Thursday, February 10, 2011

1a 2ae q60 a2: Whether moral virtues about operations are different from those that are about passions? Yes.

In quibusdam virtus est principaliter circa operationem, in quibusdam circa passionem, quia potest comparari operatio ad virtutem moralem, sicut materia circa quam est. Et secundum hoc, oportet alias esse virtutes morales circa operationes, et alias circa passiones.

In some cases virtue is chiefly about operations, in others, about passions, because operation may be compared to moral virtue as the matter about which virtue is concerned: and in this sense those moral virtues which are about operations must needs differ from those which are about passions.

Cuius ratio est, quia bonum et malum in quibusdam operationibus attenditur secundum seipsas, qualitercumque homo afficiatur ad eas: inquantum scilicet bonum in eis et malum accipitur secundum rationem commensurationis ad alterum. Et in talibus oportet quod sit aliqua virtus directiva operationum secundum seipsas: sicut sunt emptio et venditio, et omnes huiusmodi operationes in quibus attenditur ratio debiti vel indebiti ad alterum.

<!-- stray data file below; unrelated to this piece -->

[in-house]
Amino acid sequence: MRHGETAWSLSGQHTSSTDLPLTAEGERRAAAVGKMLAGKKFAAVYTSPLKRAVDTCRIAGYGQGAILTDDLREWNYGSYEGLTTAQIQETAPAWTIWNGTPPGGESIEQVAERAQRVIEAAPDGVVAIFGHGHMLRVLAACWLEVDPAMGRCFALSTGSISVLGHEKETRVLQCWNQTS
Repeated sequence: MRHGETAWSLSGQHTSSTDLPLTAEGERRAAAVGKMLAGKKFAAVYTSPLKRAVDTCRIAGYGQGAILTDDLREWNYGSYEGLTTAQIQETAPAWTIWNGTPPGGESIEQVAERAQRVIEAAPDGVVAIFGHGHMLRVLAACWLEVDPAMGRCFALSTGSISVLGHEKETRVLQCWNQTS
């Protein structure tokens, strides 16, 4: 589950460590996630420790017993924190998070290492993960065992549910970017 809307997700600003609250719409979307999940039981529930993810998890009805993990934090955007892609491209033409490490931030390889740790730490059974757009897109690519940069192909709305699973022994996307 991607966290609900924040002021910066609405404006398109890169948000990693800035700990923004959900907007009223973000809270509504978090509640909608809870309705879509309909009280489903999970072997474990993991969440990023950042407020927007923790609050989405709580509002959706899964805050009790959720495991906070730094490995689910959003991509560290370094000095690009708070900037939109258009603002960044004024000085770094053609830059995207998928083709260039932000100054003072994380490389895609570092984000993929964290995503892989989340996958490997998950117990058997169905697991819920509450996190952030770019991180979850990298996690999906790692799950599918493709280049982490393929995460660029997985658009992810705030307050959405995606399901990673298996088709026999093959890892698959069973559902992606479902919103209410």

The reason for this is that good and evil, in certain operations, are taken from the very nature of those operations, no matter how man may be affected towards them: viz. insofar as good and evil in them depend on the formal aspect of their being in due measure with someone else. In operations of this kind there needs to be some power to regulate the operations in themselves: such are buying and selling, and all such operations in which there is a formal aspect of something due or undue to another.

Et propter hoc, iustitia et partes eius proprie sunt circa operationes sicut circa propriam materiam. In quibusdam vero operationibus bonum et malum attenditur solum secundum commensurationem ad operantem. Et ideo oportet in his bonum et malum considerari, secundum quod homo bene vel male afficitur circa huiusmodi. Et propter hoc, oportet quod virtutes in talibus sint principaliter circa interiores affectiones, quae dicuntur animae passiones, sicut patet de temperantia, fortitudine et aliis huiusmodi.